A pretty blonde woman walks down Louis Botha Avenue with a sense of purpose and a determined stride. She knows the road well but still she’s careful — undeterred by the loudly hooting taxis and the unrelenting stream of traffic. Isabella Holden is partially blind and every day she hopes the traffic lights are working.
“It’s chaos when the robots are out,” she says. “I just find somebody, anybody — and we walk across the street together. Sometimes I stumble, but I’m not too scared to ask for help.”
The distance from Yeoville, where Holden lives, to the Lifeline offices in Norwood is 5km and for her the route is a daily walk of faith. “As a disabled person you have to take risks. If I get too scared I’ll hide behind a stick or stay at home. I’ve got to be a bit of a cowboy.”
Fearlessness is an attitude that stands Holden in good stead in her job as co-ordinator of the Lifeline victim empowerment programme, which was launched just a year ago and now helps more than 1 000 victims a month. Lifeline Johannesburg manages 17 victim empowerment centres at police stations all over the city, offering victims of crime (mostly women) some sense of dignity in the worst of circumstances.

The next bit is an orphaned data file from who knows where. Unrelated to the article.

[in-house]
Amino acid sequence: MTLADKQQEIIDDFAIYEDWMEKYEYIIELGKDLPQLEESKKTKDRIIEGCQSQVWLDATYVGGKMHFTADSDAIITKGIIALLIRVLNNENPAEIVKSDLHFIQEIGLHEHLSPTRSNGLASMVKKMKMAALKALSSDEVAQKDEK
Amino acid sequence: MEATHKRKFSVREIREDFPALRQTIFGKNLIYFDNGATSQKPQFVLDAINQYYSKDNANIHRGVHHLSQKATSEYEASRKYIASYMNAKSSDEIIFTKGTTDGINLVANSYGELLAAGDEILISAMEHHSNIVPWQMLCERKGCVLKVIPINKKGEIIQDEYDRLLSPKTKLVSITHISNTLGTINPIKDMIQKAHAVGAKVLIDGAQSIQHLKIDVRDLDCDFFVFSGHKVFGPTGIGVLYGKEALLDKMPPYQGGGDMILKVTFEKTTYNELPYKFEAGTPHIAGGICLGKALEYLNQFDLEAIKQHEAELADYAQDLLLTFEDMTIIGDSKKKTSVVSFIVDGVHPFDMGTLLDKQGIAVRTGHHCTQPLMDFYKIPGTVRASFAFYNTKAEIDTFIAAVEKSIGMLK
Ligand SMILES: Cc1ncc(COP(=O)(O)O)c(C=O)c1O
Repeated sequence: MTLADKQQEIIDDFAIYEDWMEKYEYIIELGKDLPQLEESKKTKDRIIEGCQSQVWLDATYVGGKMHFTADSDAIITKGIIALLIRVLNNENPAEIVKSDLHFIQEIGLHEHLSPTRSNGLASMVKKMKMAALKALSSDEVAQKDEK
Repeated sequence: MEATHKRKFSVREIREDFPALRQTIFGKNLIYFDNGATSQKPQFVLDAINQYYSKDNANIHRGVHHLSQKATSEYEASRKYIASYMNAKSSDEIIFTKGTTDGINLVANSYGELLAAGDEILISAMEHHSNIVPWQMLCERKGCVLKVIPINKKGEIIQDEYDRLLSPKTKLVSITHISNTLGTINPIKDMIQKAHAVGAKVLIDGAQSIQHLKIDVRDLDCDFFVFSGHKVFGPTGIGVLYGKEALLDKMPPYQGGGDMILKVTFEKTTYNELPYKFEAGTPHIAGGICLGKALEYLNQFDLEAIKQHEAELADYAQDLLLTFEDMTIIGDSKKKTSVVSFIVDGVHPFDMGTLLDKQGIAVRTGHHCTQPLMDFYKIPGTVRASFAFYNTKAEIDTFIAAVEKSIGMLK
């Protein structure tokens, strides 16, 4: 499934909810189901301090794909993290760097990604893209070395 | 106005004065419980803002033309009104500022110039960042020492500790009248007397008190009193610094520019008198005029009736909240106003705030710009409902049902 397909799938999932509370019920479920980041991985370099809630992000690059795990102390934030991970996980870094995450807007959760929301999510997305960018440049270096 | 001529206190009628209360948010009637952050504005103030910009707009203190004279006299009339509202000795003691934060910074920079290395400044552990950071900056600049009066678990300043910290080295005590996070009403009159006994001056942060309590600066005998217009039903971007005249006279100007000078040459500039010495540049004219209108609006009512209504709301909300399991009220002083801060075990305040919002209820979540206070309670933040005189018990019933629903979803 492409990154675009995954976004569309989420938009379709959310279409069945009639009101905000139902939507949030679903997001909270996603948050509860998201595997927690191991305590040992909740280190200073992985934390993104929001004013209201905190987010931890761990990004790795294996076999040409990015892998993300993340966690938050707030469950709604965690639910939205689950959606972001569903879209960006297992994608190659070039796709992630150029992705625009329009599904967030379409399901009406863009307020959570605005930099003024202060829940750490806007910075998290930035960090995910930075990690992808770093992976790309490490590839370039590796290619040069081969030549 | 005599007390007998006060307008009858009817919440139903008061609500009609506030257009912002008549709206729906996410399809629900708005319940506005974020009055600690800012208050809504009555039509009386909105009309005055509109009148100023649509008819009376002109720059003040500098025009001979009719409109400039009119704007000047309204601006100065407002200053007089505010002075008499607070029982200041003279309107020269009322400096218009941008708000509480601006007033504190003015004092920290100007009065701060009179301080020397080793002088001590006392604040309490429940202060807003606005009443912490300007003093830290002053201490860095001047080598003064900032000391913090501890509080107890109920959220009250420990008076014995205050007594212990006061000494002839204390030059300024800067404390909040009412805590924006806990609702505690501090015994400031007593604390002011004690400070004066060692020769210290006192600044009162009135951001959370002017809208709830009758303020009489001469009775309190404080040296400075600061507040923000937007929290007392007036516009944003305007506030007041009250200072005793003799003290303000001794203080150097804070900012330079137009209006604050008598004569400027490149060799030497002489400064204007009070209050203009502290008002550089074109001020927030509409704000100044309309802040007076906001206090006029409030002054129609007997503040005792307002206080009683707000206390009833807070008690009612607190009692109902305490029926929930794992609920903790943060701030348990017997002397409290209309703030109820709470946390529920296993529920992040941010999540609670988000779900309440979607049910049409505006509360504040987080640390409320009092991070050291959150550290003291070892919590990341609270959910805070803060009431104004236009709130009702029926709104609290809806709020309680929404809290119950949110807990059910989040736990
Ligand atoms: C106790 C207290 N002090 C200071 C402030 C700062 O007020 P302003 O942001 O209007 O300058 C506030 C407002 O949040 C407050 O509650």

Victim supporters, says Holden, are trained to offer emotional containment and practical help in every horrific situation. Some rape victims arrive at the centres without a stitch of clothing. “We offer practical help, a strong shoulder to lean on, something to eat, a sanitary towel, clothes and panties.”
Holden is passionate about the project, not only because it offers dignity to victims of violence but also because it provides a stipend for volunteers. There are just three permanent staff members on her team and 65 volunteers in an area that covers Soweto, Lenasia and the inner city of Johannesburg and Holden has big plans for expanding the services offered at the centres.
At 50, she has more energy than someone half her age. “I have found my purpose and I feel very energised by what we do. The project has empowered me as a person; I have been given an opportunity to live out a value system that I hold dear,” she says.
Gratitude is part of her coping skills. “I woke up one day and I couldn’t see. I was just a child. I know that things can be taken away just like that. I have gratitude for what I have in the moment. I appreciate everything.”